Remembering Olivia: A small girl brings together a large community in Bluffton

August 1, 2010 

From left, Sean Custer looks at his daughter Gabriel, 10, while talking to fellow Pinecrest residents Cristina and Ron Kirby during a benefit for the Custer family, which lost their other daughter, Olivia, 4, to mitochondrial disease July 2. The event was organized by the Pinecrest Property Owners Association at the Pinecrest pavilion to raise funds to help defray expenses incurred by the family during Olivia’s long illness.


During a nearly five-year battle against a rare disease, Olivia "Livi" Custer and her family never wavered in their fight.

Livi Custer of Bluffton was just a couple months old when her parents, Tracy and Sean, noticed something was wrong.

"She had severe (acid) reflux, little to no muscle tone and couldn't digest food," said Tracy Custer. "She never did walk."

It took 20 months of many specialists and scores of tests before doctors arrived at a diagnosis: mitochondrial defect. In Livi's case, her mitochondria, tiny structures within cells that help the body use food for energy, didn't work properly. Mitochondrial disease can cause nerve damage, seizures, stroke, muscle wasting, blindness, deafness and more. There is no cure.

Despite her family's resolve and cutting-edge medical treatment -- Livi was the first to test a new drug for her condition developed from her own cells -- Olivia Custer died July 2, just11 days before her fifth birthday

In honor of her memory and to help the Custer family, friends, schoolmates and community members gathered Sunday afternoon at a benefit hosted by the Pinecrest Property Owners Association.

"They've had so many ups and downs," said Margaret Debethizy, fellow church member and bereavement counselor at St. Gregory the Great Catholic Church. "We've cried together. Tracy is still having a difficult time. We haven't forgotten them and we never will."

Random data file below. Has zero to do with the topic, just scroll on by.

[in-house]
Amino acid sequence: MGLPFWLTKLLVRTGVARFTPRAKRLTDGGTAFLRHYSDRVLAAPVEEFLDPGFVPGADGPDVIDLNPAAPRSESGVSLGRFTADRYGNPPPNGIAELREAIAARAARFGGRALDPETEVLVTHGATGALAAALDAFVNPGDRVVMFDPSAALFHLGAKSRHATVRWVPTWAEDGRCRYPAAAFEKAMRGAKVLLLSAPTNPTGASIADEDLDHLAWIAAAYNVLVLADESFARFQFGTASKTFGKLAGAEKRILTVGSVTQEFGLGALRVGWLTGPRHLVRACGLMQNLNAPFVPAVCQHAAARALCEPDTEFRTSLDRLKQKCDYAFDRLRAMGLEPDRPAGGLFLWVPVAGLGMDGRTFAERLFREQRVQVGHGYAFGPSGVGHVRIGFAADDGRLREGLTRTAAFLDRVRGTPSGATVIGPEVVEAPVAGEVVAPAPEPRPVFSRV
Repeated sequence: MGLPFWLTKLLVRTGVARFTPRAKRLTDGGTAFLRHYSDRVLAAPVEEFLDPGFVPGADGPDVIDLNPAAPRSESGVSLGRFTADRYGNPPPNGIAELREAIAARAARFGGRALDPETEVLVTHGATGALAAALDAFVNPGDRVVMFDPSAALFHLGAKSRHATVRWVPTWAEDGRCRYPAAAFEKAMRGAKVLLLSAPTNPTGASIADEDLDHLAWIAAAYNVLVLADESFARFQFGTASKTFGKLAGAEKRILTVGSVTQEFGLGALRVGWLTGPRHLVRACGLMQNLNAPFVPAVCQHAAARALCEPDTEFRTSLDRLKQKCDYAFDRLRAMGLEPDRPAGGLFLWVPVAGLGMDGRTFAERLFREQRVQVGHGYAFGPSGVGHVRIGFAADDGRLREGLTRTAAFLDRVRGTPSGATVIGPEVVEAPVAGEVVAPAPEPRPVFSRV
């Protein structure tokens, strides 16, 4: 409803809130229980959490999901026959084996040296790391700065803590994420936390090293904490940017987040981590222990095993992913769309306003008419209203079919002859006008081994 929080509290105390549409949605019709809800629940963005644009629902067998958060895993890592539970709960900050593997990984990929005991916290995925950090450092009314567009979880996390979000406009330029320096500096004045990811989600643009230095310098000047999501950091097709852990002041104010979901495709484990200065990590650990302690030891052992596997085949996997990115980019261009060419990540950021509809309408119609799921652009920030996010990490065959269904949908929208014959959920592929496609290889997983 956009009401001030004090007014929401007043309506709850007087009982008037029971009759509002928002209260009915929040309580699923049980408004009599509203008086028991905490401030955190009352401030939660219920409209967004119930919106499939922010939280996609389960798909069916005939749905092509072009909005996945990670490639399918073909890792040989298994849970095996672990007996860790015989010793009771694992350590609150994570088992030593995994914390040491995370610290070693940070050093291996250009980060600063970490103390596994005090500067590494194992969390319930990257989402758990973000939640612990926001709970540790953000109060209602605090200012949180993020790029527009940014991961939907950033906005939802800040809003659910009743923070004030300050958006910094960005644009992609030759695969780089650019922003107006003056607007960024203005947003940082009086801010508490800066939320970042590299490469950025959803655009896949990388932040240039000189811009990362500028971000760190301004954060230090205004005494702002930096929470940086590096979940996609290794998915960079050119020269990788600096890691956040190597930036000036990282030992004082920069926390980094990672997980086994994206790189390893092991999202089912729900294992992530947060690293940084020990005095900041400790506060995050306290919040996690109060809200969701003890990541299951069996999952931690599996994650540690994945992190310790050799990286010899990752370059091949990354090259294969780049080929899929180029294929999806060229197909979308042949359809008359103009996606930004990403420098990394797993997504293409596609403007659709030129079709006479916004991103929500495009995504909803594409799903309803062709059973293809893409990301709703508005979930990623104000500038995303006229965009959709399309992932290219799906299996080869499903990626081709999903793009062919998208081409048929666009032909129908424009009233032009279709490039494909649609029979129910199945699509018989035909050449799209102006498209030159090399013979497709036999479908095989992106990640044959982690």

Though much of her life was spent in hospital rooms, the youngster had an uncanny ability to bring happiness and inspire those around her, said Sean Custer.

"Livi touched so many people's lives," he said. "It's definitely tough. It's tough to talk about. But she battled her illness almost her whole life, and she still blessed everyone who knew her."

When Livi could, she attended Okatie Preschool. Her 10-year-old sister, Gabrielle, "Gabi," attends St. Gregory the Great Catholic School.

Mike Palermo, president of the association, said the family's neighbors and other community members wanted to do something to help offset the cost of the Custers' medical bills, which are still pouring in.

"Just last week, I got bills from 2007 from Memorial Hospital in Savannah Hospital, where we went in the beginning before we knew what the problem was," Tracy Custer said.

One bill from Livi's last two-week stay at Children's Healthcare of Atlanta Pediatric Hospital was $60,000, she said.

About 200 people stopped by the event, which raised nearly $3,000, said Doug Smith, a Pinecrest POA board member.

Mike Silver, a Pinecrest resident, signed his new book "The Happening at Harbor Town," and will donate 25 percent of the book's sales to the fund, he said.

"They're a wonderful family," said Silver, a retired hospital administrator. "The medical bills are just staggering. We've seen what they've been through."

An extra strain has been the time Livi's parents had to take off from work to care for her. Tracy Custer returned to work last week as a bartender and server at Outback Steakhouse on Hilton Head Island. Sean Custer owns Sean Custer's Southern Sign & Awning in Bluffton

"My wife fought right alongside Olivia day after day. She never allowed her to give up," Sean Custer said. "Right now, it's really difficult for her. Taking care of Olivia was a full-time job."

Bluffton Police officers and Bluffton Fire District firefighters also attended the event and handed out educational flyers, red fire hats and coloring books.

During the little girl's illness, emergency responders had to visit the family's home in Pinecrest at least 10 times, Tracy Custer said.

"The firefighters have been great," she said. "Two shifts of them showed up at her funeral in their firetrucks and each wore a pink ribbon on their coats for her."

Custer said seeing the fire and EMS crews who treated his daughter at the benefit meant a "great deal."

"They are the most compassionate group of men I've ever known," Sean Custer added as he thanked one of the EMS technicians for his service.

"Our Bluffton community, and Pinecrest, our church community and all the volunteers have been so amazing. No questions asked," he said. "We're so blessed to live where we do."

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